Losing a home to foreclosure is an extremely difficult and emotional process.
As a homeowner, it’s essential that you know what your rights and responsibilities are when it comes to the foreclosure process.
If you live in the state of Maryland, read on to learn more about the Maryland Foreclosure process so you can be better prepared in the event that it happens to you.
Your Rights as a Homeowner
All lenders must follow specific laws put into place to ensure that homeowners not only know that there is a pending foreclosure but also why. They must also be advised about the things they can do to potentially avoid it.
If foreclosure is imminent, federal and state laws are there to establish a defined structure and timeline. These laws are designed to ensure that lenders don’t take actions that could surprise you.
The laws are also designed to ensure that the demands from the lender are not too extreme or demanding. Sometimes, a lender may violate the law when they process a foreclosure.
If you live in Maryland or any other state, it’s a good idea to know all of the specific details of both state and federal law. If a mistake is found, you might have a chance to stop the foreclosure from moving forward.
These delays are usually temporary but they can buy you some valuable time. A loan modification is one possibility that could help homeowners avoid going through the stress of a foreclosure.
Know the Maryland Foreclosure Laws
In general, foreclosures are either judicial or nonjudicial. In a judicial foreclosure, the homeowner must deal with the courts throughout the process. In a nonjudicial foreclosure, there is much less court involvement.
For the state of Maryland, the process is typically nonjudicial, however, the court does have some control over certain filings. This is to ensure that the process is both judicially regulated and performed in the correct way.
You must receive a notice of intent to foreclose at least 45 days before the foreclosure process starts in Maryland. You’ll also receive a loss mitigation application.
The loss mitigation application is your opportunity to try and work out a compromise with your lender in order to avoid the foreclosure. This notice should also give your contact information as well as the contact info, of the loan servicer.
You might also receive an offer to mediate before the actual foreclosure paperwork goes to court. Mediation offers a potential way to avoid foreclosure altogether in some cases.
Remember that ignoring the notice of intent to foreclosure can and will limit your chances of getting things corrected to avoid foreclosure. Never ignore any notices you receive, and try to contact the loan servicer as soon as possible to talk about possible solutions.
The Maryland Court Process
For a Maryland Foreclosure, the lender will file an “order to docket” with the court at least 45 days after they’ve sent the notice of intent to foreclose. This is also sent at least 90 days after the actual default date.
Federal law states that the lender must wait until you are over 120 days delinquent, so pay close attention to the dates. When the order to the docket is filed, the lender must include all supporting documentation.
This documentation includes a sworn statement of the debt that shows the total amount you own including principal, interest, and all late fees when applicable. Other fees or costs may include attorney’s fees, court costs, and filing fees.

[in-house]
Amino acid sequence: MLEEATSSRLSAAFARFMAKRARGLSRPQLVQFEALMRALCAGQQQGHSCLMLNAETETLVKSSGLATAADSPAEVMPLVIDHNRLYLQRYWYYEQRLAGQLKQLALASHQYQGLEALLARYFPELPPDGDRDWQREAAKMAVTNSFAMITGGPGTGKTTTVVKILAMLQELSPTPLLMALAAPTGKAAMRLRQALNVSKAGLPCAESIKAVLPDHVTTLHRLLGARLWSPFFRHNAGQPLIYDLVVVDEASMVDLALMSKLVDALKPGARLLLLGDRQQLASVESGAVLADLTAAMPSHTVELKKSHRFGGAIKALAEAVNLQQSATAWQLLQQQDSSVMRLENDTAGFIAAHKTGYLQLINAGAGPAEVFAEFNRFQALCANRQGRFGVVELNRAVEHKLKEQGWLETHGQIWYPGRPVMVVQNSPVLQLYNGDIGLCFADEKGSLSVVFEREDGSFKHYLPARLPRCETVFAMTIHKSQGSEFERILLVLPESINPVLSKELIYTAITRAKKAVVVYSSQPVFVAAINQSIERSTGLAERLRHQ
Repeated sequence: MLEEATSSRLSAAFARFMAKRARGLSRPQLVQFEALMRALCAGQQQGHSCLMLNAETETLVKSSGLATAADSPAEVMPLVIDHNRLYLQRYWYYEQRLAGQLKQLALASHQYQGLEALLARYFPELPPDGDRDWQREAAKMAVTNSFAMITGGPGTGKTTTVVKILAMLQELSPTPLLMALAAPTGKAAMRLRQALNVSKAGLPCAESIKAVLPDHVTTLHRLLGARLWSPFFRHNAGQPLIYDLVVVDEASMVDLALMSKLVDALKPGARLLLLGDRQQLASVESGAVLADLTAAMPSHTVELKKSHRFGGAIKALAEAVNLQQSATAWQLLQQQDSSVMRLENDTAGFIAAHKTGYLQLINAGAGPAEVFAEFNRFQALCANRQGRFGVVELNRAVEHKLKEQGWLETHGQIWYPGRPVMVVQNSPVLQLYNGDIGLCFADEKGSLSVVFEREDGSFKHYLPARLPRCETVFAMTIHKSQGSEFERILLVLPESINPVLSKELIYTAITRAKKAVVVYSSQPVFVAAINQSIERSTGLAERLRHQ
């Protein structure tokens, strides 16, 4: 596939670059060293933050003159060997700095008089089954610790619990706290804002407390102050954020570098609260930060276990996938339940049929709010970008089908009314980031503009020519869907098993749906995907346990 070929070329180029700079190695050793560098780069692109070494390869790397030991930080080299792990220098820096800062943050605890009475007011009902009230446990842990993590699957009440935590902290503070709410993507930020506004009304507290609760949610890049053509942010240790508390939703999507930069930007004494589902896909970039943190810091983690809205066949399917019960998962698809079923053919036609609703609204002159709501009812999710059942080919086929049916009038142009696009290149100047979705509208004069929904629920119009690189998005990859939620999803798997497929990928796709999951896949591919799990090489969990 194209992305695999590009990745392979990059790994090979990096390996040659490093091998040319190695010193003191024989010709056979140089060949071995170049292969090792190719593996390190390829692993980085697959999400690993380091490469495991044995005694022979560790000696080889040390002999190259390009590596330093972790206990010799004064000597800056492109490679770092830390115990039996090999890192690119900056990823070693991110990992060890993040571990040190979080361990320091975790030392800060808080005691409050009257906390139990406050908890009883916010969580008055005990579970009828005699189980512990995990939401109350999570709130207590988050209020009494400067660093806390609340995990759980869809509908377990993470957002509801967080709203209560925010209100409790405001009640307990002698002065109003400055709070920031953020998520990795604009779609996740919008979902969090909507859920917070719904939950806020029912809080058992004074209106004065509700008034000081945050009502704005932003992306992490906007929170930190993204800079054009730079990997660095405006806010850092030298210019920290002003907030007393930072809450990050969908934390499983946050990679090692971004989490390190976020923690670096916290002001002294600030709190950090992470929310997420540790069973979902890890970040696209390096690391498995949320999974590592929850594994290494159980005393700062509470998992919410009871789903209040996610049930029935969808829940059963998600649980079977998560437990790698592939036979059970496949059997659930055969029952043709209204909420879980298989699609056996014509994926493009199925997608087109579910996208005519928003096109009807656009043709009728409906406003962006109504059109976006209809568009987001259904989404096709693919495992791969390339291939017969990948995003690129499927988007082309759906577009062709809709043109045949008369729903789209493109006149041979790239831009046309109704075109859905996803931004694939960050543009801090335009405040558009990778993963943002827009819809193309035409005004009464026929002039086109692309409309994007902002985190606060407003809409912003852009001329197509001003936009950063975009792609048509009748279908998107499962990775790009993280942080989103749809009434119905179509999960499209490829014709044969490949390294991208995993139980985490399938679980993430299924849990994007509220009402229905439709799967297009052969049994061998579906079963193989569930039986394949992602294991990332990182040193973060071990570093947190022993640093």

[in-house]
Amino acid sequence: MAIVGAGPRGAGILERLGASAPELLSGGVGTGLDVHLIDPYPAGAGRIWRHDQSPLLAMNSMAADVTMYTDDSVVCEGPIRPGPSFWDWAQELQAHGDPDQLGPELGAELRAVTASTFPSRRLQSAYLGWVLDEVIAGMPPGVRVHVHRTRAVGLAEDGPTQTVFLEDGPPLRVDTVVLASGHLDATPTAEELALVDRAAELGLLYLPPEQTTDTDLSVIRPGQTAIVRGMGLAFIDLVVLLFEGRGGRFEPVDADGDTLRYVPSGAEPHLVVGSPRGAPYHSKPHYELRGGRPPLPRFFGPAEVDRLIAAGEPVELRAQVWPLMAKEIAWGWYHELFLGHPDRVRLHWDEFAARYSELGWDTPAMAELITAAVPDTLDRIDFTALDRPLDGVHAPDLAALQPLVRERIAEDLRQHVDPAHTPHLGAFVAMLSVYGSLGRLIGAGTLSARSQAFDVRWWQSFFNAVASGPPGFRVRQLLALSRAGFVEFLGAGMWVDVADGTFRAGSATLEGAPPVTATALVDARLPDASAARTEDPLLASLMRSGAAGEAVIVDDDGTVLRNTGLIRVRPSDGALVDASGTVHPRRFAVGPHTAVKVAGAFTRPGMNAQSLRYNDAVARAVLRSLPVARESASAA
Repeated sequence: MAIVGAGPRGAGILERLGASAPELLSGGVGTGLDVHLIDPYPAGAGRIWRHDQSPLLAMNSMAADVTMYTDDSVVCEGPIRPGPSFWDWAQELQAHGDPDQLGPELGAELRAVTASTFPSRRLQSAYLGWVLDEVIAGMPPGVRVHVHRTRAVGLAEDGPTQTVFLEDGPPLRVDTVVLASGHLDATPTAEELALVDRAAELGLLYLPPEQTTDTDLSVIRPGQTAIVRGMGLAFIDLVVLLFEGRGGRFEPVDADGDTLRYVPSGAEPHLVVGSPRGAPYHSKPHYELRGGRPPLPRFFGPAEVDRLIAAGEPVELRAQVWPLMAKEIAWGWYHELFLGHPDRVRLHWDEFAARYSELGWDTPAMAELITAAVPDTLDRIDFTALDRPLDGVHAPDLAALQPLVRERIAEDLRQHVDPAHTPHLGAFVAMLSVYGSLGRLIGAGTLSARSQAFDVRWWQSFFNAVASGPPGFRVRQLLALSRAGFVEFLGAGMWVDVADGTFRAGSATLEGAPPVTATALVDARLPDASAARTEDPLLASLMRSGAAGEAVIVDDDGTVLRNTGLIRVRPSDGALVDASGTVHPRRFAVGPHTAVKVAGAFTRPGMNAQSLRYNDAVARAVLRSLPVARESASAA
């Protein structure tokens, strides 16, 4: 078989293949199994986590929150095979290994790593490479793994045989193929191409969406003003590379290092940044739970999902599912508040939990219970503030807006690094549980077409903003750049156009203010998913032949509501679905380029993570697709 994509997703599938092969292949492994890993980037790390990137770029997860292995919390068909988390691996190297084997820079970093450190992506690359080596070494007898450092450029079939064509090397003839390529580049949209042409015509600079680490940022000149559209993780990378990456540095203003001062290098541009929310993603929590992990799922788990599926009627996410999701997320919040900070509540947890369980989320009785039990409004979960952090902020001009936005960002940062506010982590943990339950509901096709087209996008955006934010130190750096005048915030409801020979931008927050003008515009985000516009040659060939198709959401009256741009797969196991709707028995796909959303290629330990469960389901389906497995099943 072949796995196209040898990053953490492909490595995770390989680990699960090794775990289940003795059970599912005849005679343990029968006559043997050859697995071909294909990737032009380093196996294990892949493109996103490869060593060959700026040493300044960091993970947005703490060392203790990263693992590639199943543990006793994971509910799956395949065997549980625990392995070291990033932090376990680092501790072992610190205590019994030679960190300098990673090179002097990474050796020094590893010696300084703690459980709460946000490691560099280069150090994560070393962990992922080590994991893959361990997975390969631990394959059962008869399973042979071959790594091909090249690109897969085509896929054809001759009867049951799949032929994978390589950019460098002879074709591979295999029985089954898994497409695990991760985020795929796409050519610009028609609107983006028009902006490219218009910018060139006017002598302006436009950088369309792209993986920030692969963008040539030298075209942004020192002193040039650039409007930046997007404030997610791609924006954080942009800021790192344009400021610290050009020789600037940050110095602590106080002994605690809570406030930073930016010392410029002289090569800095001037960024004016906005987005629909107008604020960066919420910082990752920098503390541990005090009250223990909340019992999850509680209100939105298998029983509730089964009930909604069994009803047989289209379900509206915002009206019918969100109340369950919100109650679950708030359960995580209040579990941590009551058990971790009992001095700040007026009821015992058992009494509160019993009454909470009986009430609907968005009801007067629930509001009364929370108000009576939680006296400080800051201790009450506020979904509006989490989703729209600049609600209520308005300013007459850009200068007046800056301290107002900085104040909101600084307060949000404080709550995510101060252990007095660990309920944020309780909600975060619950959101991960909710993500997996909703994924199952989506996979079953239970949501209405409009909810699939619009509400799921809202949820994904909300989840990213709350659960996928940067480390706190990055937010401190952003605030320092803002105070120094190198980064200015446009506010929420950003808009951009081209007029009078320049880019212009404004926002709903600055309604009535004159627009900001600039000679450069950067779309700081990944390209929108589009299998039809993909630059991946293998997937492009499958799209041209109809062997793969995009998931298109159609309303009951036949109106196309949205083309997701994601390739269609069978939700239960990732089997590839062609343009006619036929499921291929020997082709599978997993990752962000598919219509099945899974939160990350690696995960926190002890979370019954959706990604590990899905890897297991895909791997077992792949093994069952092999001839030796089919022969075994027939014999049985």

Once the order to the docket is filed, the lender has to inform the court about what kinds of loss mitigation alternatives have been considered. If loss mitigation is not possible, they must explain why.
You will have 25 days from when your lender sends the loss mitigation affidavit to request mediation and pay a mediation fee. Then, your mediation should be scheduled within 30-60 days of your request.
If you can, try to schedule a mediation as early as possible. As soon as the lender files the order to the docket, court costs and other fees start to add up and will be part of your total amount owed.
The Sale of the Home
Sometimes, the mediation is not successful. In those cases, the lender may schedule the foreclosure sale no sooner than 15 days after the mediation took place.
Your lender must publish the notice of foreclosure sale in your local Maryland newspaper. They must also send the notice to you less than 10 days before the sale.
The foreclosure sale of the home is usually an auction and will be held at the courthouse in whatever county your home is located. Anyone who is interested may attend the auction and bid on the property.
Once the final sale is complete, the court must ratify, or confirm the purchase. This ratification also includes the total amount owed and applies all proceeds to the debt.
If the proceeds from the sale exceed the amount you owe, you could potentially be entitled to the overage amount. On the other hand, if the proceeds are less than what you owe, the lender could seek judgment against you to collect the balance.
While your home is in the ratification process, you are allowed to continue living there by law. Once the court has completed ratification, the new owner will likely seek an order of possession.
Once the order of possession is in place, eviction proceedings will begin. If your home is in foreclosure, it’s highly recommended that you consult with an attorney who can help you through the process.
Home Foreclosure Laws for Consumers
While the lender or bank who owns your mortgage has a right to recoup their losses, you as a homeowner also have rights. Don’t go through your Maryland Foreclosure alone.
Seek the help of a professional real estate attorney who can help you maneuver the various laws throughout the ordeal.
If you want to sell your home and need a cash offer, be sure to visit our website for more information today.